The recent “highly publicized” activities of Gunns at Longreach and the Trevallyn Reserve have revived and broadened public interest and public scrutiny of the now infamous PMAA and its associated permits. No need any more to spell out the name of the legislation. It’s now a well-known acronym, and continually growing in stature, but has long since left behind its aura of a model of controversially undemocratic Tasmanian legislation. It has acquired a more singular authority, as a thorough exemplar of political rot, the template for the failure of Tasmanian political processes at their worst.
The carefully orchestrated publicity between Gunns and its unfailingly fawning propaganda arm, the Launceston Examiner, has rebounded in quite spectacular fashion on both parties. The Chinese Government couldn’t have done it better. The Examiner has become more of a laughing stock than ever, and Gunns has provoked a barrage of new questions about the permit arrangements, its public credibility (yes I know that’s not new) and its motives.
We should thank both Gunns and the Examiner for sharpening our focus a bit more, and inviting us to have another look at the contents of the PMAA and the permit conditions.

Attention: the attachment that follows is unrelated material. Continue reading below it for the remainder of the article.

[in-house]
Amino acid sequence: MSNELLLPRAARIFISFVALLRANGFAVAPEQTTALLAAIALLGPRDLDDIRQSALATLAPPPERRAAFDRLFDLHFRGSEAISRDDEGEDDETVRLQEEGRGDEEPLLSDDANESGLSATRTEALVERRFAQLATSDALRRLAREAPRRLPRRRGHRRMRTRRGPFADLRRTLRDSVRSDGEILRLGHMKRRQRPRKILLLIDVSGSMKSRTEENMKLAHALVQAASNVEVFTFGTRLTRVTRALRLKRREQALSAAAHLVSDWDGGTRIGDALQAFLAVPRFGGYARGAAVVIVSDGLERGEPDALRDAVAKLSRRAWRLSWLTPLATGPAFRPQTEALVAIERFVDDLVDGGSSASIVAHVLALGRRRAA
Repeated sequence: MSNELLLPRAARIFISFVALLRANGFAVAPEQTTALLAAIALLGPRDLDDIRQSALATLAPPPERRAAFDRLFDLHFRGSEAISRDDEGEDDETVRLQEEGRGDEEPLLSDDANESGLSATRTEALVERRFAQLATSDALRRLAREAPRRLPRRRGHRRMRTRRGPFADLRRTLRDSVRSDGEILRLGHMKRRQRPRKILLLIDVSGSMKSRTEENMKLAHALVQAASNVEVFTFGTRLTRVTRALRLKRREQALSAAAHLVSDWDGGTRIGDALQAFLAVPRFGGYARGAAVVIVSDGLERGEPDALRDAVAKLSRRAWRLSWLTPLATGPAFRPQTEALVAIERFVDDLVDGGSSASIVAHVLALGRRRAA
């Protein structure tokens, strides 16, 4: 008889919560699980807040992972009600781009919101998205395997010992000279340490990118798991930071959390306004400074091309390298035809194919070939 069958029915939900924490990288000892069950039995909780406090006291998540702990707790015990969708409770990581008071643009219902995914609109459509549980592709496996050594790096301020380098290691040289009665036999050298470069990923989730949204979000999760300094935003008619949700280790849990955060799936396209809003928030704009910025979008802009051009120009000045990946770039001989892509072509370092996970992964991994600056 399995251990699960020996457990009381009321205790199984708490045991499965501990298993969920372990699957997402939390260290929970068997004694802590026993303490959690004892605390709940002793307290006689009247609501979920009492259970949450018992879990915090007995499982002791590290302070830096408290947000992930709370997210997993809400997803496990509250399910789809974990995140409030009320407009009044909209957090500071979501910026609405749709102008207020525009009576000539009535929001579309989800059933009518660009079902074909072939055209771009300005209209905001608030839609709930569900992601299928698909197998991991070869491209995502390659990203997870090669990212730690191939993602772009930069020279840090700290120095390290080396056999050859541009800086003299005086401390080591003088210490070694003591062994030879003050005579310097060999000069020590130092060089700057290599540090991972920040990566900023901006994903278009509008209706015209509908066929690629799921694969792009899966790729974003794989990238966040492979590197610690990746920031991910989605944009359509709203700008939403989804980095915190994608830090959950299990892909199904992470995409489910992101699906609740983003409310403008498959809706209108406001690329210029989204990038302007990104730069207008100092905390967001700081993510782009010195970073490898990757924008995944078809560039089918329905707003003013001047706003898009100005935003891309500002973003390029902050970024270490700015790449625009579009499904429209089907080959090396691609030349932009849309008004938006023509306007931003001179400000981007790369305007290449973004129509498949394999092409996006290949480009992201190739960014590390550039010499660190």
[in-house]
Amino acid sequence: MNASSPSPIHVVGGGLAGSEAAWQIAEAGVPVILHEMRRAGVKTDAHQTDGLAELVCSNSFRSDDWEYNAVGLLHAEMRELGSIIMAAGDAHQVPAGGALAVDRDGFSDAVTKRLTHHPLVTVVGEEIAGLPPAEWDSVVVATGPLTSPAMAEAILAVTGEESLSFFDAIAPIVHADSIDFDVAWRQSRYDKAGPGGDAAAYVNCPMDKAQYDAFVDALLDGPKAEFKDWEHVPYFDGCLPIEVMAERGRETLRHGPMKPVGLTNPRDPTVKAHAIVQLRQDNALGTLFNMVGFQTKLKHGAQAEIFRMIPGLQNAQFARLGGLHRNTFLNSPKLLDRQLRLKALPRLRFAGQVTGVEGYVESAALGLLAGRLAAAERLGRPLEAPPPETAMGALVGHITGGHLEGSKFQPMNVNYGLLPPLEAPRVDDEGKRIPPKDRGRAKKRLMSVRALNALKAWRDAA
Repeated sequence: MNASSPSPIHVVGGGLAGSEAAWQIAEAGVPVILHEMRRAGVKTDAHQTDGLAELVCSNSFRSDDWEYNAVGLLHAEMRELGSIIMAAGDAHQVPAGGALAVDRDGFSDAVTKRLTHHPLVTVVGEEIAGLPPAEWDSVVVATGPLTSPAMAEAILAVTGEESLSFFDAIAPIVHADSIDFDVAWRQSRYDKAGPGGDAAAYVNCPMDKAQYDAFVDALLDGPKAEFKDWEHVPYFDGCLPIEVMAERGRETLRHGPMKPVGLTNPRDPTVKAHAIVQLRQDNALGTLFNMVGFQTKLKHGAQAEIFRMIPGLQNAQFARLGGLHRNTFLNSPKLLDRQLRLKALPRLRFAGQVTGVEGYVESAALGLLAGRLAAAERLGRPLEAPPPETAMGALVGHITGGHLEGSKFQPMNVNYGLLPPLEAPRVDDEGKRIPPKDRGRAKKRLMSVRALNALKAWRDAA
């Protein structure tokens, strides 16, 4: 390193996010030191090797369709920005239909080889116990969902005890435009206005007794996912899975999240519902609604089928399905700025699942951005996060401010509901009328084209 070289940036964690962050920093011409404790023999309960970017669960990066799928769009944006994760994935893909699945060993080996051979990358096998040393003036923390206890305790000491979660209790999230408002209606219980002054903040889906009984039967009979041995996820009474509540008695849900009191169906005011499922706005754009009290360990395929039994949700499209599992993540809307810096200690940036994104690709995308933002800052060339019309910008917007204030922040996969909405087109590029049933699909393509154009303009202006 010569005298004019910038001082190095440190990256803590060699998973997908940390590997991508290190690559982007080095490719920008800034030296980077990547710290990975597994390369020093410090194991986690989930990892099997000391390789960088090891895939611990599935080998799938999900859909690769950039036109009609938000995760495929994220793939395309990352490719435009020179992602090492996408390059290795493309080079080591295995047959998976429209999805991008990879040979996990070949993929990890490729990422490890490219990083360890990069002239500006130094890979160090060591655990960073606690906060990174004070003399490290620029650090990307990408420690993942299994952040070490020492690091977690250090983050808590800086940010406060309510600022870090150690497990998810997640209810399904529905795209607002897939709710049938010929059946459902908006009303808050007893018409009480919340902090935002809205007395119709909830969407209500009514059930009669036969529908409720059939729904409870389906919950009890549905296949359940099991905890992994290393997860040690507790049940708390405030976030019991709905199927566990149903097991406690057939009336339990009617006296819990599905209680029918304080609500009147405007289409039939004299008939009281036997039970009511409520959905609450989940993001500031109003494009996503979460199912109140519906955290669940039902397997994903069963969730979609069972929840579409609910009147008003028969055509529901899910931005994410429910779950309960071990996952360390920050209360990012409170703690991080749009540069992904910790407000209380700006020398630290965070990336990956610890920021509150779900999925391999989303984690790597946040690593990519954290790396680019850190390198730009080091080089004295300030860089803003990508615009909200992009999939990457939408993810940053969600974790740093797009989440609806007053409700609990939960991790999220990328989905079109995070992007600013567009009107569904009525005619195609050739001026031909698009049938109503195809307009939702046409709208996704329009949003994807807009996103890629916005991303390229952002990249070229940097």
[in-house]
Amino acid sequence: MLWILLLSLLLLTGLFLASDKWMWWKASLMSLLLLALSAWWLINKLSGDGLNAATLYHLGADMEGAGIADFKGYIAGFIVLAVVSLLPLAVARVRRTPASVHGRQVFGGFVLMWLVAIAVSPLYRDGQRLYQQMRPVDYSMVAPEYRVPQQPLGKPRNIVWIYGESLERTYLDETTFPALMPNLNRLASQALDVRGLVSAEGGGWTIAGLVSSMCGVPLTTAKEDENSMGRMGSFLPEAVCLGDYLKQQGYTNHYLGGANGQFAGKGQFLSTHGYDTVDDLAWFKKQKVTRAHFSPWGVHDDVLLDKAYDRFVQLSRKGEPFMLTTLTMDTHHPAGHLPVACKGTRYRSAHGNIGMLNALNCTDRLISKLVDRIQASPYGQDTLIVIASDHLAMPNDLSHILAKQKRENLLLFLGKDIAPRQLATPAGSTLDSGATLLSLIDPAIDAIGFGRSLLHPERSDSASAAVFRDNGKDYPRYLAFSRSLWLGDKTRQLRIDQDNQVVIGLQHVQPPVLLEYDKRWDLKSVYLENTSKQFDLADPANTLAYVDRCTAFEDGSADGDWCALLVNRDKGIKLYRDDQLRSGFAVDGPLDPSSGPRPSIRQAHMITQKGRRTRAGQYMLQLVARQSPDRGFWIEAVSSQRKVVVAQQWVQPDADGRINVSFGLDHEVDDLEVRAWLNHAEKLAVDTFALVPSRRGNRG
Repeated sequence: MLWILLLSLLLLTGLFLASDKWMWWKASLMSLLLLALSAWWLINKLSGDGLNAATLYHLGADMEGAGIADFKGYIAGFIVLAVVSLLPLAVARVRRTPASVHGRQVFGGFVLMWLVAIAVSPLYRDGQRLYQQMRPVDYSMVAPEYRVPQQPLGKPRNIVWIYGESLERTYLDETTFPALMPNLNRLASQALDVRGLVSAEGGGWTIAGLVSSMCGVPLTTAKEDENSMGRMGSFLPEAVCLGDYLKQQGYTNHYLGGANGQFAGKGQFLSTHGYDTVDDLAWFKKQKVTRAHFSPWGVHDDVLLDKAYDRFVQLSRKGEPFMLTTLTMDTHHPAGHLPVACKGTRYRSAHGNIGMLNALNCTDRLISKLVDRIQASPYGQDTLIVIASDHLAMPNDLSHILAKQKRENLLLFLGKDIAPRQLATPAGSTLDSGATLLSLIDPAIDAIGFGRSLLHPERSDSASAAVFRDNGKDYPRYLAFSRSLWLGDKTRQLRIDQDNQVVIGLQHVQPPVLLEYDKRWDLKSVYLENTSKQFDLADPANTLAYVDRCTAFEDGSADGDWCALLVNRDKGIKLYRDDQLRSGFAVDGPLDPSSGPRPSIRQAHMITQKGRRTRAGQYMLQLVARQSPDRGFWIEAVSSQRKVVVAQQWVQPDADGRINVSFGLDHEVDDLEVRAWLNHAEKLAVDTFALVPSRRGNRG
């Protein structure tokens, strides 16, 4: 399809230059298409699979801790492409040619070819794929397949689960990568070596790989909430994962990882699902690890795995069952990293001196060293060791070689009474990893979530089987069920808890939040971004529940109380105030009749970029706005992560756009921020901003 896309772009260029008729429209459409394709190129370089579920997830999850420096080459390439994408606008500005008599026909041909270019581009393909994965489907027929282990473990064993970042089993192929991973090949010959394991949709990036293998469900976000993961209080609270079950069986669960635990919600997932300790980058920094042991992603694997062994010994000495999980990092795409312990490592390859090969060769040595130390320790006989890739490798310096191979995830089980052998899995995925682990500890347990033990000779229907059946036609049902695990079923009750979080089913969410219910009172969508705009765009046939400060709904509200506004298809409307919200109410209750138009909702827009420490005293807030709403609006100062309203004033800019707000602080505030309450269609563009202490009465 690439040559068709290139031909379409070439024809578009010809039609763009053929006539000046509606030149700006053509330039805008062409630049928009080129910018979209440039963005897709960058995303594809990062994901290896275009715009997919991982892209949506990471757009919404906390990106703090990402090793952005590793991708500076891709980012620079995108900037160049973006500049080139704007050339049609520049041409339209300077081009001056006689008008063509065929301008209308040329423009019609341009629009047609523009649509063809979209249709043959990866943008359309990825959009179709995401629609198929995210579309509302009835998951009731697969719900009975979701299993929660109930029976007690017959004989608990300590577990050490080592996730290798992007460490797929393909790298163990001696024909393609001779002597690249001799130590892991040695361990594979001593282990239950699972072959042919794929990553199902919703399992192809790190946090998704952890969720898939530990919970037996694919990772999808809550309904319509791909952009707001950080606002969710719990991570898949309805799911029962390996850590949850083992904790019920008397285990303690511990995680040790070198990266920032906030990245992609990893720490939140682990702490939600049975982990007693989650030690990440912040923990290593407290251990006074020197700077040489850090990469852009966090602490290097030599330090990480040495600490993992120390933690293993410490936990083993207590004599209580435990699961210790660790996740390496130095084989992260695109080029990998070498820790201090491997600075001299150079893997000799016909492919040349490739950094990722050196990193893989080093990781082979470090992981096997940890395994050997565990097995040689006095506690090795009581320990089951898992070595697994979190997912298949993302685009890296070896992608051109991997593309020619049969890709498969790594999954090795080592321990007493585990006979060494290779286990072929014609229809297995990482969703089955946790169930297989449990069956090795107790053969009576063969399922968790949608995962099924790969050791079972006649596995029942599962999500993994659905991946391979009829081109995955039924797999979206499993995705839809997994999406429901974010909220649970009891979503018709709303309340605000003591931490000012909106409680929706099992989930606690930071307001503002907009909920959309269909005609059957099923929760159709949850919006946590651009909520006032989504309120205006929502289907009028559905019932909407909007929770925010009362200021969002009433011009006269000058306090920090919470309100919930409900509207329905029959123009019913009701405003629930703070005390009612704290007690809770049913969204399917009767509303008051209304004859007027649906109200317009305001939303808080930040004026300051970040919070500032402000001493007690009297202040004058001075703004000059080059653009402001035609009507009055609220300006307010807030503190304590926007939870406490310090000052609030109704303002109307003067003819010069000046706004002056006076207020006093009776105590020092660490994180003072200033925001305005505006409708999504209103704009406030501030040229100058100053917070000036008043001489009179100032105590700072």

The Trevallyn Reserve is a good place to start, now that the Examiner has provided us all with a lovely glossary of photos at Gunns’ request ( HERE ). Very kind, clever and connected.
This is what Michael Stokes (Tasmanian constitutional law expert, UTAS) has just written on the matter: “If the Trevallyn Reserve is crown or council-owned land, it is clear that the PMAA permit did not give Gunns any property rights over the land of others, including government agencies – the Solicitor-General agreed on that. Therefore, before it can do anything on such land, Gunns needs the permission of the owners. There are often statutory formalities attached to the sale or disposal of government land which would prevent Gunns’ carrying out the work with a bare permission from the government agency which controls the land. To know what those formalities are, I would need to know the status of the reserve, the legislation under which it is created and the agency which is responsible for its management.”
Taking this in conjunction with the information provided to John Day by the Environmental Protection Authority, Gunns’ activity on the Trevallyn site provokes the obvious question – why the heavy publicity and why now? There are other questions Michael Stokes raises, but it is Gunns’ motives which are front and centre here.